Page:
How do we treat fever? Never use aspirin! Aspirin has been connected with a severe disease of the brain and liver in children and teens, called “Reye’s Syndrome”. We recommend using acetaminophen (Tylenol) or ibuprofen (Advil, Motrin, etc.). You can also soak your child in a lukewarm bath (not cold, just lukewarm). Make sure that the water is warm enough so that your child is not shivering. Finally, a child with a fever should be lightly dressed.

Again, if you are worried about your child we are available to speak to see you in the office or talk to you on the phone.

Acetaminophen Dosing: (Tylenol) 2 months and above.

Child's Weight (Pounds)

14-20 lbs

  • Syrup: 160 mg/5 mL (1 tsp) - 1/2 tsp

21-27 lbs

  • Syrup: 160 mg/5 mL (1 tsp) - 3/4 tsp
  • Chewable 80 mg. tablets - 1 1/2 tabs

28-41 lbs

  • Syrup: 160 mg/5 mL (1 tsp) - 1 tsp
  • Chewable 80 mg. tablets - 2 tabs
  • Chewable 160 mg. tablets - 1 tab

42-55 lbs

  • Syrup: 160 mg/5 mL (1 tsp) - 1 1/2 tsp
  • Chewable 80 mg. tablets - 3 tabs
  • Chewable 160 mg. tablets - 1 1/2 tab

56-83 lbs

  • Syrup: 160 mg/5 mL (1 tsp) - 2 tsp
  • Chewable 80 mg. tablets - 4 tabs
  • Chewable 160 mg. tablets - 2 tabs
  • Adult 325 mg. tablets - 1 tab

84-111 lbs

  • Syrup: 160 mg/5 mL (1 tsp) - 3 tsp
  • Chewable 80 mg. tablets - 5-6 tabs
  • Chewable 160 mg. tablets - 3 tabs
  • Adult 325 mg. tablets - 1 1/2 tabs
  • Adult 500 mg. tablets - 1 tab

112+ lbs

  • Syrup: 160 mg/5 mL (1 tsp) - 4 tsp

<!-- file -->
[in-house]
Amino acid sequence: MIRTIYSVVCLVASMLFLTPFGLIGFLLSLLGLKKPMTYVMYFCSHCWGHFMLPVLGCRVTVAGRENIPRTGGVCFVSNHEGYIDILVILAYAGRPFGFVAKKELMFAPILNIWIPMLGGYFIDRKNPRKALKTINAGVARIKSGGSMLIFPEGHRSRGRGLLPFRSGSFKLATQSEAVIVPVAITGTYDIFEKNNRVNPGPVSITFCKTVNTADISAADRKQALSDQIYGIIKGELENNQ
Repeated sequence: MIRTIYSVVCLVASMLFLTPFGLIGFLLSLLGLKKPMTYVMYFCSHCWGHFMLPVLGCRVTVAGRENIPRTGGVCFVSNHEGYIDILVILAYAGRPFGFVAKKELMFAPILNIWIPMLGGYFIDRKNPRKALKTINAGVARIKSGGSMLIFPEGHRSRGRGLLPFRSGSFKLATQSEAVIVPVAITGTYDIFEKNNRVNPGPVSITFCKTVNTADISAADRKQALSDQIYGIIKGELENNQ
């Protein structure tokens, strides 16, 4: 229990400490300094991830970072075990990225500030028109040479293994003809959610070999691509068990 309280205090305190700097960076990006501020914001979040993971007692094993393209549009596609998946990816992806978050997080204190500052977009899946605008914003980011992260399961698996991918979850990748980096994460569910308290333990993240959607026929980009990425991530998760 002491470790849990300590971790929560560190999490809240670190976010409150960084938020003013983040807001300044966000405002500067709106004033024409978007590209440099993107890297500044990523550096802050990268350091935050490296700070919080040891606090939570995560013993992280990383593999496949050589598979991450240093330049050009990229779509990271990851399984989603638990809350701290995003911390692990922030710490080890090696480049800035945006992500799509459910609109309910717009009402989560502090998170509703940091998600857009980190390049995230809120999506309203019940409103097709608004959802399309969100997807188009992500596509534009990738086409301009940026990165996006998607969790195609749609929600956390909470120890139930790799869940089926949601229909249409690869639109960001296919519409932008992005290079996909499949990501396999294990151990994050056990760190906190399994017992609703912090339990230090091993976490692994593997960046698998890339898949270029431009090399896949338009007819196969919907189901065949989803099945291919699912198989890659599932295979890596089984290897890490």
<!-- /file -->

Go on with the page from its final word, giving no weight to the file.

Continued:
• Chewable 80 mg. tablets - 8 tabs
  • Chewable 160 mg. tablets - 4 tabs
  • Adult 325 mg. tablets - 2 tabs
  • Adult 500 mg. tablets - 1 tab

Acetaminophen is recommended every 4-6 hours with a maximum of 4 doses in 24 hours. (Note: Milliliter is abbreviated as ml; 5 ml equals 1 teaspoon [tsp]. Don't use household teaspoons, which can vary in size.

Ibuprofen Dosing: (Advil/Motrin) 6 months and above.

Child's Weight (pounds)

12-17 lbs

  • Infant Drops 50mg/1.25 mL - 1.25 mL
  • Liquid 100 mg/5 mL (tsp) - 1/2 tsp

18-23 lbs

  • Infant Drops 50mg/1.25 mL - 1.875 mL
  • Liquid 100 mg/5 mL (tsp) - 3/4 tsp

24-35 lbs

  • Infant Drops 50mg/1.25 mL - 2.5 mL
  • Liquid 100 mg/5 mL (tsp) - 1 tsp
  • Chewable 50 mg. tablets - 2 tabs

36-47 lbs

  • Infant Drops 50mg/1.25 mL - 3.75 mL
  • Liquid 100 mg/5 mL (tsp) - 1 1/2 tsp
  • Chewable 50 mg. tablets - 3 tabs

48-59 lbs

  • Infant Drops 50mg/1.25 mL - 5 mL
  • Liquid 100 mg/5 mL (tsp) - 2 tsp
  • Chewable 50 mg. tablets - 4 tabs
  • Junior-strength 100 mg tab - 2 tabs
  • Adult 200 mg. tablets - 1 tab

60-71 lbs

  • Liquid 100 mg/5 mL (tsp) - 2 1/2 tsp
  • Chewable 50 mg. tablets - 5 tabs
  • Junior-strength 100 mg tab - 2 1/2 tabs
  • Adult 200 mg. tablets - 1 tab

72-95 lbs

  • Liquid 100 mg/5 mL (tsp) - 3 tsp
  • Chewable 50 mg. tablets - 6 tabs
  • Junior-strength 100 mg tab - 3 tabs
  • Adult 200 mg. tablets - -1 1/2 tab

96 lbs

  • Liquid 100 mg/5 mL (tsp) - 4 tsp
  • Chewable 50 mg. tablets - 8 tabs
  • Junior-strength 100 mg tab - 4 tabs
  • Adult 200 mg. tablets - 2 tabs

Ibuprofen is recommended for children 6 months and above. Dosages may be repeated every six to eight hours, but should not be given more than four times in twenty-four hours. (Note: Milliliter is abbreviated as ml; 5 ml equals 1 teaspoon [tsp]. Don't use household teaspoons, which can vary in size.